Army

February 14, 2014

Military Intelligence – this week in history

Tags:
Ruth Quinn, Staff Historian
USAICoE Command History Office
Photos property of the U.S. Army
Col. George Sharpe’s All-Source Intelligence organization became the Bureau of Military Information. From left, this photo shows Sharpe, civilian John Babcock, an unknown officer, and Capt. John McEntee in front of their headquarters.

Colonel appointed Army of the Potomac’s intelligence chief

Col. George Sharpe’s All-Source Intelligence organization became the Bureau of Military Information. From left, this photo shows Sharpe, civilian John Babcock, an unknown officer, and Capt. John McEntee in front of their headquarters.

Feb. 11, 1863
During the first two bloody days of fighting in the decisive battle of Gettysburg, Gen. Robert E. Lee’s Confederate forces battered Gen. George Meade’s Army of the Potomac. Shortly after nightfall on the second day, Meade assembled a Council of War.
The primary question was whether the Army of the Potomac should remain at Gettysburg or fall back to a position closer to its supply base. After little debate, Meade and his corps commanders unanimously agreed to stay and fight a defensive action the third day. The result was both a tactical victory, as an exhausted Confederate army retreated from Union territory and a strategic victory as it renewed northern support for continuing the war.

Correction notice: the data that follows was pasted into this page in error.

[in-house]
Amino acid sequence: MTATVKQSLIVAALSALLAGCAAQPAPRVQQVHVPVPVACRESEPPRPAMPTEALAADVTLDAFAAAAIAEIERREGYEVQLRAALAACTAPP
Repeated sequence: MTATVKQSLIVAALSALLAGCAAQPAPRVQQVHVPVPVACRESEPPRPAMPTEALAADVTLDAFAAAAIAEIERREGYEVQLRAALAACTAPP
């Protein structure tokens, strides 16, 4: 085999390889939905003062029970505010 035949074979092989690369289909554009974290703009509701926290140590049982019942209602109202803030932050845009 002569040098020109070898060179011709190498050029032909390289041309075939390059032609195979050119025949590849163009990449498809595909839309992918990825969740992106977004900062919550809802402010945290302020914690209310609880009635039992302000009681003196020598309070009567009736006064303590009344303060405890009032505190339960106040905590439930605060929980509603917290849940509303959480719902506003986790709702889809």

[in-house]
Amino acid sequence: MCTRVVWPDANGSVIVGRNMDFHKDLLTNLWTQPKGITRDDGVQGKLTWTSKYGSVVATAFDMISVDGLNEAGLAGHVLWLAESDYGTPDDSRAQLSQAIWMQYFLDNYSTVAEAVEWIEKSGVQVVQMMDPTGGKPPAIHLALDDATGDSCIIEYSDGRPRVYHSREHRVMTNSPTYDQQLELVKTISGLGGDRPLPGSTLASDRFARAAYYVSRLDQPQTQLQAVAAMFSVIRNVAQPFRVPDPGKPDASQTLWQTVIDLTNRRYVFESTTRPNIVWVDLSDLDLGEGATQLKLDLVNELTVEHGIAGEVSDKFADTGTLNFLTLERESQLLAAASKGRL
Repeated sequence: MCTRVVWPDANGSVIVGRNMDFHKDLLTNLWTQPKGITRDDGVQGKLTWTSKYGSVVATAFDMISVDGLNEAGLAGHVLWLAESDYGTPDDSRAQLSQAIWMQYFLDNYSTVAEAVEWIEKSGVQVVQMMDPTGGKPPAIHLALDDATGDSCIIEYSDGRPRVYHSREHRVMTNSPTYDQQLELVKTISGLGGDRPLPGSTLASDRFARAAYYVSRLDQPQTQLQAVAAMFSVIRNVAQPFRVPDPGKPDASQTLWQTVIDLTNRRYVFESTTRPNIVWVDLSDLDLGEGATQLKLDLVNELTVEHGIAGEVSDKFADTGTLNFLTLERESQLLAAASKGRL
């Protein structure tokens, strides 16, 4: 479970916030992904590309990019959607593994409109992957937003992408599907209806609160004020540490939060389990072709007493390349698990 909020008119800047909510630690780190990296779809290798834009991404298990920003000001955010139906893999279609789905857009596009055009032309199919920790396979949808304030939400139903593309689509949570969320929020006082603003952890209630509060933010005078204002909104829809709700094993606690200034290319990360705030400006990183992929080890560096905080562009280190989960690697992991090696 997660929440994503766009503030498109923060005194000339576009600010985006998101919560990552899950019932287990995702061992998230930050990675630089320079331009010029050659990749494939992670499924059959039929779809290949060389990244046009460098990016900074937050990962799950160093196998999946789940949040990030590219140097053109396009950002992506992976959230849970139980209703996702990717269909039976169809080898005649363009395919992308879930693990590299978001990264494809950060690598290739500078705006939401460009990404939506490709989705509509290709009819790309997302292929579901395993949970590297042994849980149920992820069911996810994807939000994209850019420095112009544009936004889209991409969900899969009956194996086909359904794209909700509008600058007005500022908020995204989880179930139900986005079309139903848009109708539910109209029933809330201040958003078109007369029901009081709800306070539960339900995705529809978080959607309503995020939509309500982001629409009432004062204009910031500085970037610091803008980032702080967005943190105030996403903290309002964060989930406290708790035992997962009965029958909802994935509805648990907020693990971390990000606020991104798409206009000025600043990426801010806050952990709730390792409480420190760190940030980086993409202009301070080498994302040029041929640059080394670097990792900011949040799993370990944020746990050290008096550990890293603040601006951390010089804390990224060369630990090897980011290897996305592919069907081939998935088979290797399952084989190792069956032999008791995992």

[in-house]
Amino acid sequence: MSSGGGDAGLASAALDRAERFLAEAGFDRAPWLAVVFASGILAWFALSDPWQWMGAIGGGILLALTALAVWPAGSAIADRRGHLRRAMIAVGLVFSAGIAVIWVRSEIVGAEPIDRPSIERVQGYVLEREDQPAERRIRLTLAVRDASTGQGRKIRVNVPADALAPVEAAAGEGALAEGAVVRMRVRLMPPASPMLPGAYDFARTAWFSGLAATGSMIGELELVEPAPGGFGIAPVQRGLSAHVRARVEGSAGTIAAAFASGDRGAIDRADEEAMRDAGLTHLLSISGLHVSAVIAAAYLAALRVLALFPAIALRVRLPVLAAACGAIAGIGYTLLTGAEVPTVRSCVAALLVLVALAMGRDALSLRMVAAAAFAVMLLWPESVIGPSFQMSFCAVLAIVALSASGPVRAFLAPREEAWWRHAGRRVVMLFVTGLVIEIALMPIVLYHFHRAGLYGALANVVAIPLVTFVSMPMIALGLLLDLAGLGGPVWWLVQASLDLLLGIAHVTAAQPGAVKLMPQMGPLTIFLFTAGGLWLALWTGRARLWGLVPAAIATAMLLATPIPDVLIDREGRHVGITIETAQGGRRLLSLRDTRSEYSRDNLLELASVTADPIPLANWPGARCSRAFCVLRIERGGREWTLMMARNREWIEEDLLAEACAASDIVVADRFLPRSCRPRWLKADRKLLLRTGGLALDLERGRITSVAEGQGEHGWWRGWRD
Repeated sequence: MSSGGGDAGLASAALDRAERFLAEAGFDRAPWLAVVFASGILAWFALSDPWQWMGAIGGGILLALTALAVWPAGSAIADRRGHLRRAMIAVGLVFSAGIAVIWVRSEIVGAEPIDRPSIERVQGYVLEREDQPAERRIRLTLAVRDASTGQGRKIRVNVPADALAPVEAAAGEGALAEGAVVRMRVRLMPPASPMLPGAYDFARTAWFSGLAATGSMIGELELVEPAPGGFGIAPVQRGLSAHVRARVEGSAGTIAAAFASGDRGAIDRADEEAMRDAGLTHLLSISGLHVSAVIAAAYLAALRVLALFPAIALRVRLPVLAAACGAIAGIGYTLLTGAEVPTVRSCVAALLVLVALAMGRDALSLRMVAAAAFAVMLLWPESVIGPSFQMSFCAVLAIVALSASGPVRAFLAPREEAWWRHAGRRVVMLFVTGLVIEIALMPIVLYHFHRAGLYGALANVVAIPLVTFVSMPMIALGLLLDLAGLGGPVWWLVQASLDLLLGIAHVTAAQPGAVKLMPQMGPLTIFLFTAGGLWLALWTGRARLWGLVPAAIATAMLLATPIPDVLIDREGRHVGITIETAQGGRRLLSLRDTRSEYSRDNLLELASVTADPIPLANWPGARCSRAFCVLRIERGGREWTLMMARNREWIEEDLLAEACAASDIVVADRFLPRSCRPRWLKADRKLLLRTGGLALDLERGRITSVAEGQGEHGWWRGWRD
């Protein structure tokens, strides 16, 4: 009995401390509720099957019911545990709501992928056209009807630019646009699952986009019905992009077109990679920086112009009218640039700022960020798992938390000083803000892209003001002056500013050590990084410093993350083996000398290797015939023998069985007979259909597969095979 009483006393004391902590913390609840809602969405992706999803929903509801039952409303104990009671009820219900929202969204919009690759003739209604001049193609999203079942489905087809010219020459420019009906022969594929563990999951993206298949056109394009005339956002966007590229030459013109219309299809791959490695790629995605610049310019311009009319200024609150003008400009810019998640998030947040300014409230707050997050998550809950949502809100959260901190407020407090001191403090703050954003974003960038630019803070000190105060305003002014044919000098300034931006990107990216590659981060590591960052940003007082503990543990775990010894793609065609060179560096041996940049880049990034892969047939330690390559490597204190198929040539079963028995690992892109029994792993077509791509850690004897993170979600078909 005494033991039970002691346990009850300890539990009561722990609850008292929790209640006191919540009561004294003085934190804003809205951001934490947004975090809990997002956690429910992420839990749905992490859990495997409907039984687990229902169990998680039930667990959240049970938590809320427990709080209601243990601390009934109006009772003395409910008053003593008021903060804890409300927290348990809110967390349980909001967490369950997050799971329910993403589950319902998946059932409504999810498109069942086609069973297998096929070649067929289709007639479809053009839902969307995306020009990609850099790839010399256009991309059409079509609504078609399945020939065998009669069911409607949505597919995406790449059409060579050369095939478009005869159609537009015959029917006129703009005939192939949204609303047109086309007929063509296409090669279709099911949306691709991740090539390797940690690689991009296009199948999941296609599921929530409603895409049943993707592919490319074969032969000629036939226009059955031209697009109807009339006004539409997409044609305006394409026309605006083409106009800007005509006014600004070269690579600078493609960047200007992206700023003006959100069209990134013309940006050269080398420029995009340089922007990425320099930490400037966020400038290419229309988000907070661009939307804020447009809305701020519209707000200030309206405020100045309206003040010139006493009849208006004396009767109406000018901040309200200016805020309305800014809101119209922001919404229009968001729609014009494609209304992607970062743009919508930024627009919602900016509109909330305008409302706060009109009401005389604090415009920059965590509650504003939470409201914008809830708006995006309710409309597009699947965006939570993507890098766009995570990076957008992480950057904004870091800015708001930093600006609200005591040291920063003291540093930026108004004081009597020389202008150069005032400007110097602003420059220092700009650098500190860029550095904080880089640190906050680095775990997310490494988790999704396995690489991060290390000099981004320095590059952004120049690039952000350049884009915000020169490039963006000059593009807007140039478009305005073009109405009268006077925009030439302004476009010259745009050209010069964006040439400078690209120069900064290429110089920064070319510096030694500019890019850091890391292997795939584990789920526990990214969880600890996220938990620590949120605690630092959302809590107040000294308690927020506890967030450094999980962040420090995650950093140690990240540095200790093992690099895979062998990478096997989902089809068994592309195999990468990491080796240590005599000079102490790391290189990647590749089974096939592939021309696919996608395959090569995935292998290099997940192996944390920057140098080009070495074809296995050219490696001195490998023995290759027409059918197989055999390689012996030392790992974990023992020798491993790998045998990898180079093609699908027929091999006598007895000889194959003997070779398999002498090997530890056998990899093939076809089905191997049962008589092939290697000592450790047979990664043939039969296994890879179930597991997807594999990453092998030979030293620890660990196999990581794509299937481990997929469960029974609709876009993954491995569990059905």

The Council of War’s decision to remain at Gettysburg was based on solid intelligence presented by Col. George Sharpe, the chief of the Bureau of Military Information formed only three months earlier. Sharpe’s assistant, John Babcock, was an expert in Order of Battle, and had developed detailed charts revealing enemy troop strength.
Babcock reported that, “prisoners have been taken today [July 2], and last evening [July 1], from every brigade in Lee’s Army excepting the four brigades of Picketts Division. Every division has been represented except Picketts from which we have not had a prisoner. They are from nearly one hundred different regiments.”